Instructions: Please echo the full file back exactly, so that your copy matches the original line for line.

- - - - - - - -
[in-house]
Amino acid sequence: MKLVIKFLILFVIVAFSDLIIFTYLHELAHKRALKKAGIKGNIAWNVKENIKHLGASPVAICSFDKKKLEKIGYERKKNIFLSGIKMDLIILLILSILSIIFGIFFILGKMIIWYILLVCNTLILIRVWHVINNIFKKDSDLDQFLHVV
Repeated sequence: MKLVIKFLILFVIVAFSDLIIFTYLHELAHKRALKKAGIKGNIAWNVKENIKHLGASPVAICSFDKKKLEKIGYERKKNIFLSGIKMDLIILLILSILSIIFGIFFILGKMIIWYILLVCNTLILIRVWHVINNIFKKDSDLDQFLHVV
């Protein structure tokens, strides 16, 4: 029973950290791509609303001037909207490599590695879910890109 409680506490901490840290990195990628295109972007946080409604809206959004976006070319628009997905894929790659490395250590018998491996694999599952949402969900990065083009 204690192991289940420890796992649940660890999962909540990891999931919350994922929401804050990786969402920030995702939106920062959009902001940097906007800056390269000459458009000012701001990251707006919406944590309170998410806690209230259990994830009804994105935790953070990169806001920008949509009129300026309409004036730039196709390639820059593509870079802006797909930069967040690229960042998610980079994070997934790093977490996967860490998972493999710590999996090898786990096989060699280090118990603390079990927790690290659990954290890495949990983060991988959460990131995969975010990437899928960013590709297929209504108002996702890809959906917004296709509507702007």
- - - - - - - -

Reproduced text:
[in-house]
Amino acid sequence: MKLVIKFLILFVIVAFSDLIIFTYLHELAHKRALKKAGIKGNIAWNVKENIKHLGASPVAICSFDKKKLEKIGYERKKNIFLSGIKMDLIILLILSILSIIFGIFFILGKMIIWYILLVCNTLILIRVWHVINNIFKKDSDLDQFLHVV
Repeated sequence: MKLVIKFLILFVIVAFSDLIIFTYLHELAHKRALKKAGIKGNIAWNVKENIKHLGASPVAICSFDKKKLEKIGYERKKNIFLSGIKMDLIILLILSILSIIFGIFFILGKMIIWYILLVCNTLILIRVWHVINNIFKKDSDLDQFLHVV
């Protein structure tokens, strides 16, 4: 029973950290791509609303001037909207490599590695879910890109 409680506490901490840290990195990628295109972007946080409604809206959004976006070319628009997905894929790659490395250590018998491996694999599952949402969900990065083009 204690192991289940420890796992649940660890999962909540990891999931919350994922929401804050990786969402920030995702939106920062959009902001940097906007800056390269000459458009000012701001990251707006919406944590309170998410806690209230259990994830009804994105935790953070990169806001920008949509009129300026309409004036730039196709390639820059593509870079802006797909930069967040690229960042998610980079994070997934790093977490996967860490998972493999710590999996090898786990096989060699280090118990603390079990927790690290659990954290890495949990983060991988959460990131995969975010990437899928960013590709297929209504108002996702890809959906917004296709509507702007």